edited by Michael Morrison, catalogue entries by Claudia Brown. San
Francisco: Asian Art Museum of San Francisco, 1995.
Catalog of an exhibition at the Asian Art Museum of San Francisco
of three private collections, providing color illustrations of objects
dating from the Han to the Qing period.
Scientific Research in Early Chinese Glass: Proceedings of the
Archaeometry of Glass Sessions of the 1984 International Symposium
on Glass, Beijing, September 7, 1984, edited by Robert H. Brill and
John Martin. Corning: The Corning Museum of Glass, 1991.
Part 1 consists of scientific data; part 2 contains supplementary
papers on the Qing dynasty glassmaking, early glass finds from Zhou
dynasty tombs, and the glass collection of the Museum of Chinese
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Born, Gerald M. Chinese Jade: An Annotated Bibliography. Chicago:
Celadon Press, 1982.
Lists both Chinese sources (but only a small section and in romanization)
and English sources (forming the majority of the bibliography),
with general and title indexes. Sources used date from 1880 to 1981.
Bulletin of the Friends of Jade. ISSN 0261-7080. Wallington,
England: Friends of Jade, 1980-
Annual, 1980-1981, biennial since 1983. Latest issue no. 9 (1996)
Chinese Jade Animals. Hong Kong: The Urban Council of Hong
In English and Chinese, the exhibition catalog provides fine examples
of jade carvings of animal figures and zodiac signs.
Chou, Mark. Dictionary of Jade Nomenclature. Hong Kong: The
Dictionary for quick reference. Entries are both in English, romanized
and Chinese characters.
Goldsmith, Joan Hartman. Chinese Jade [Images of Asia]. New
York: Oxford University Press, 1986.
The work is a concise introduction to the history of Chinese jade
from the Neolithic time to the 20th century, written for the collector.
Ip, Yee. Chung-kuo yü tiao = Chinese Jade Carving.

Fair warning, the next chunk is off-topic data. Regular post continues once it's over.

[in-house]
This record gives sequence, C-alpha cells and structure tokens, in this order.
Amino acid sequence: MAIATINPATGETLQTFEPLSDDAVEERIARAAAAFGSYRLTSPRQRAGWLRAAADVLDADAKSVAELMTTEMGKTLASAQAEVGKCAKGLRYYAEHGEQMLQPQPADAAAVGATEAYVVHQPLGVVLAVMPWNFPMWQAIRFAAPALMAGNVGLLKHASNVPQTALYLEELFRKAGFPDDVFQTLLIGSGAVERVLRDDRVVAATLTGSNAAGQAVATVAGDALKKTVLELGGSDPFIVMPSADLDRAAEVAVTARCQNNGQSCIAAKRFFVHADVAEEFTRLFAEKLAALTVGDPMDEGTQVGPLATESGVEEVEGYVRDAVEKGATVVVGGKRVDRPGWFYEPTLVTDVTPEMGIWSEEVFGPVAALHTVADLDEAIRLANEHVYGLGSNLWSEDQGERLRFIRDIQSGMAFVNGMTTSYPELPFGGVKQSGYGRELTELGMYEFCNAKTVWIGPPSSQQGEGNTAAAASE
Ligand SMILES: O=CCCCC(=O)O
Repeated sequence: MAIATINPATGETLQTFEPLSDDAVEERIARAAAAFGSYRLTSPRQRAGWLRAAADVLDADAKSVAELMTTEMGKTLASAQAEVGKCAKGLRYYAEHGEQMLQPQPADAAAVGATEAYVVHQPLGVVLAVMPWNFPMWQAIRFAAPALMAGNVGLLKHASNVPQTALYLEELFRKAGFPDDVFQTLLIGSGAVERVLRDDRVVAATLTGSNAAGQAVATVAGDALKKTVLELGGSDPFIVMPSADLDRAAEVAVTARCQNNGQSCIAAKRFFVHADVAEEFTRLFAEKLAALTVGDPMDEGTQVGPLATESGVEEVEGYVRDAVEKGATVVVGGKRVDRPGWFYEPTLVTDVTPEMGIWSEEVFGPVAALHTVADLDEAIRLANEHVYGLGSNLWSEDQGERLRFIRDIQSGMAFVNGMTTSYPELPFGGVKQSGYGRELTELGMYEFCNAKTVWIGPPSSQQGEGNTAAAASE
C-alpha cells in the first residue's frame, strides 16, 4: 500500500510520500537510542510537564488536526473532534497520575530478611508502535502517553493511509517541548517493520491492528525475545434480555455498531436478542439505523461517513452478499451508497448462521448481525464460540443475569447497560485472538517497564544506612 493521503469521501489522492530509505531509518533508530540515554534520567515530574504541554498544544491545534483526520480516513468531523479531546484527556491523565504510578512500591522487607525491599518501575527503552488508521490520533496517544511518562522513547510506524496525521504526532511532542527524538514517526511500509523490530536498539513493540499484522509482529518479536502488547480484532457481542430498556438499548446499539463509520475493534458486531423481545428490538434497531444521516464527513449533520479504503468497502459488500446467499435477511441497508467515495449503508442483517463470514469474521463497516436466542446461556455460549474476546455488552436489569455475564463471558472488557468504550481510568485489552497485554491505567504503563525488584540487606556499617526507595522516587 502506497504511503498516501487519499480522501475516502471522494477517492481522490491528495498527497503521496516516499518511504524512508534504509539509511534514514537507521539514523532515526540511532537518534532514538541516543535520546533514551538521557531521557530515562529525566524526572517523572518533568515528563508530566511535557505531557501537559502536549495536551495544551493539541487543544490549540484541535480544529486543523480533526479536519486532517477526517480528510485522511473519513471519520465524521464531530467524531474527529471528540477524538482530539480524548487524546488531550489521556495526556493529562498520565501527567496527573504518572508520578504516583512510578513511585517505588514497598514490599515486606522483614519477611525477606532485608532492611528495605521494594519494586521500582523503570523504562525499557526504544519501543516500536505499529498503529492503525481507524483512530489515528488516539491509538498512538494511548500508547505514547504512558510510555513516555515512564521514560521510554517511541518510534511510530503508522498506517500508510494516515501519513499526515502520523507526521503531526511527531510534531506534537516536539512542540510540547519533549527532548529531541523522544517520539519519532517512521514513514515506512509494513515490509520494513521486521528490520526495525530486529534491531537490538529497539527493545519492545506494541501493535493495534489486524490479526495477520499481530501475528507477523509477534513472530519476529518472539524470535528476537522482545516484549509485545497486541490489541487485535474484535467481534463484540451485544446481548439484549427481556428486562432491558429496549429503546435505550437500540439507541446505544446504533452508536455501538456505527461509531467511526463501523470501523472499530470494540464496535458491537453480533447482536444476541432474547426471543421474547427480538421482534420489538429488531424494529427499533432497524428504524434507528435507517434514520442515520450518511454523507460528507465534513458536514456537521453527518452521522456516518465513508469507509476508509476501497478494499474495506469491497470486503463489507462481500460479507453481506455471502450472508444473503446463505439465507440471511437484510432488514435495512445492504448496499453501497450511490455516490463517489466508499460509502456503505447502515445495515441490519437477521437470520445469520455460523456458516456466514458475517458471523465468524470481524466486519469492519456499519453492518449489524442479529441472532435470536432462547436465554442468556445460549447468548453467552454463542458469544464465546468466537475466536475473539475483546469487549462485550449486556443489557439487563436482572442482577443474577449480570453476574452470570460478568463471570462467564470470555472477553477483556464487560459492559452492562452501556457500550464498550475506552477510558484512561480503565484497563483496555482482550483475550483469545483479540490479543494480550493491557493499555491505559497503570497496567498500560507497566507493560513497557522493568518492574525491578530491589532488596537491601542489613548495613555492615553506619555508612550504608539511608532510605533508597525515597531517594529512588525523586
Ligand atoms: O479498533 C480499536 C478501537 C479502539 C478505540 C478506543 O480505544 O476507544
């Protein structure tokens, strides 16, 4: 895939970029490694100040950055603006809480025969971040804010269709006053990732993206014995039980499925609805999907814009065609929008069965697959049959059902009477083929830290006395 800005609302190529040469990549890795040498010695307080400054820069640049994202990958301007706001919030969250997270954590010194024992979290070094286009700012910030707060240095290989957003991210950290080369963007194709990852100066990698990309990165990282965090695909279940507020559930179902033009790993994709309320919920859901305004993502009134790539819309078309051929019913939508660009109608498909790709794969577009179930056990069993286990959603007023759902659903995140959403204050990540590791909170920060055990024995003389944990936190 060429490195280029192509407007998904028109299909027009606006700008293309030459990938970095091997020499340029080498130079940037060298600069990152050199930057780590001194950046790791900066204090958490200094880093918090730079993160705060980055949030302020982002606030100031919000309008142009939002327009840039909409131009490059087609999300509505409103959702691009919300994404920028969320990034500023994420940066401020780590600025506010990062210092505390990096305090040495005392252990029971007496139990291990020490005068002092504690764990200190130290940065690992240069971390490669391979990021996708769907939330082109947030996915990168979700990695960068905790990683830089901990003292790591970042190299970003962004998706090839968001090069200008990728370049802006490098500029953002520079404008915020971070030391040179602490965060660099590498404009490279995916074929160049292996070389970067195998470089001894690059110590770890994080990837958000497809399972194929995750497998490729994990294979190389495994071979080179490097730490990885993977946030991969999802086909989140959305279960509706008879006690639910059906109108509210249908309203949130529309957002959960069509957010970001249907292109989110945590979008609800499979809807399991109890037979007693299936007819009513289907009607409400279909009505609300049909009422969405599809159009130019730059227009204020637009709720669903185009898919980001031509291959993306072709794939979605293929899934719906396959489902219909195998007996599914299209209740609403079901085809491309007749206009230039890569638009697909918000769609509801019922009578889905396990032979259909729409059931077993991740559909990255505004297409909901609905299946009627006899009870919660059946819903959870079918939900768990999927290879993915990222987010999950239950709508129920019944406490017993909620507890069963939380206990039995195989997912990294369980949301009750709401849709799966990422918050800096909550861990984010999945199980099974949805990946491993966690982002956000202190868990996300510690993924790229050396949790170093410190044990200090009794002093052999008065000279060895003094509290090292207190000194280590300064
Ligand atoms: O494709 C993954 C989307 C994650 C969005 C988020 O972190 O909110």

Hong Kong: Urban Council, 1983.
Catalog of an exhibition of jade objects from renowned Hong Kong
private collectors. The work consists of mainly of objects with
descriptions both in Chinese and English, and a brief introduction
to jade and its materials and the dating of jade.
Magic, Art and Order: Jade in Chinese Culture. Palm Spring:
Palm Springs Desert Museum, 1990.
Catalog of a 1990 exhibition, introduced by Robert Fisher, presenting
some representative pieces of various periods of the history of
Chinese jade from the Neolithic time to the Qing dynasty.
Rawson, Jessica. Chinese Jade from the Neolithic to the Qing.
London: British Museum, 1995.
Catalog of an exhibition and the collection of Sir Joseph Hotung,
covering the time from the Neolithic to the Qing dynasty. The work
discusses the archaeological, social and intellectual aspects of
Teng, Shu-ping. Ku kung po wu yüan tsang hsin shih
chi shih tai yü chi tu lu = Neolithic Jades in the
Collection of the National Palace Museum. Taipei: The Museum,
In Chinese and English. The collection catalog introduces 127 selected
pieces in different shapes and form for different functions, and
discusses jade culture in Neolithic period and its characteristics.
Watt, James C.Y. Chinese Jades from Han to Ching. New
York: Asia Society, 1980.
Catalog of an exhibition with an introductory essay covering the
history, dating and styles of jades. The objects, grouped by forms,
such as animals, birds, fishes, human figures, are given detailed
_____ and assisted by Michael Knight. Chinese Jades from the Collection
of the Seattle Art Museum. Seattle: Seattle Art Museum, 1989.
Seattle Art Museums jade collection is recognized for the
refined workmanship, variety of stone and comprehensive nature of